Markups in U.S. and Japanese Manufacturing: A Short-Run Econometric Analysis
AbstractIn this study a production theory model of firms' markup behavior is constructed based on variants of generalized Leontief cost and expenditure functions with adjustment costs and scale economies. Results from empirical implementation of this model for U.S. and Japanese manufacturing from 1960 through 1981 suggest that markups for both countries have increased over time, but their cyclicality varies due primarily to differential investment behavior. In addition, capacity utilization and especially scale economies tend to counteract the short run profit potential from markup behavior, so that markups measured ignoring these impacts may be biased downward. Finally, both supply and demand shocks appear to have a significant systematic impact on markups.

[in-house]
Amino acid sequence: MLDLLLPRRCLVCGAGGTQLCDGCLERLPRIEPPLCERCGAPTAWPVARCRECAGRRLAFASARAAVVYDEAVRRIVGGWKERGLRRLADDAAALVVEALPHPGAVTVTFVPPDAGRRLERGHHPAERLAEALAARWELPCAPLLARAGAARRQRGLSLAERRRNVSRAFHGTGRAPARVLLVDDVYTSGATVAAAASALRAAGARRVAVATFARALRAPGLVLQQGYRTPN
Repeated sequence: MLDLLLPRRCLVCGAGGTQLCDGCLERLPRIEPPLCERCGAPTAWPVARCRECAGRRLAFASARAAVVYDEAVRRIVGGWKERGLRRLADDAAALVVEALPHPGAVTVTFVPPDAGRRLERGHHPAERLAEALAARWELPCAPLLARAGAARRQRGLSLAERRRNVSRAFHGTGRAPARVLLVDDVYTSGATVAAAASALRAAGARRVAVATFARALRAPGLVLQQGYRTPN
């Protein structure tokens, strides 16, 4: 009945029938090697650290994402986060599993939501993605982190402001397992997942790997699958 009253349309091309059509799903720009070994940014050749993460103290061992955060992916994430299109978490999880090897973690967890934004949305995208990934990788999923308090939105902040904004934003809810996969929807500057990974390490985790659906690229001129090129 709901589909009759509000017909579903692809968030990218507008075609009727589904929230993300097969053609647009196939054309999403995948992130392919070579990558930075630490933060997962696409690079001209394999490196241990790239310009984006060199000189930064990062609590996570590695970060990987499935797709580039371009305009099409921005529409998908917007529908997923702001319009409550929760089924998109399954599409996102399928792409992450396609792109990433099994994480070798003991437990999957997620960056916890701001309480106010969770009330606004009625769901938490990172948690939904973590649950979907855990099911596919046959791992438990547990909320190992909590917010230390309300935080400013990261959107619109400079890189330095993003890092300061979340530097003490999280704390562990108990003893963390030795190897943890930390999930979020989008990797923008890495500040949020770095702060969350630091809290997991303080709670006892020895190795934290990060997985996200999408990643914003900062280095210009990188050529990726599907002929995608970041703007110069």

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Bibliographic InfoArticle provided by American Statistical Association in its journal Journal of Business and Economic Statistics.
Volume (Year): 10 (1992)
Issue (Month): 1 (January)
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Web page: http://www.amstat.org/publications/jbes/index.cfm?fuseaction=main
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- Catherine J. Morrison, 1989. "Markups in U.S. and Japanese Manufacturing: A Short Run Econometric Analysis," NBER Working Papers 2799, National Bureau of Economic Research, Inc.
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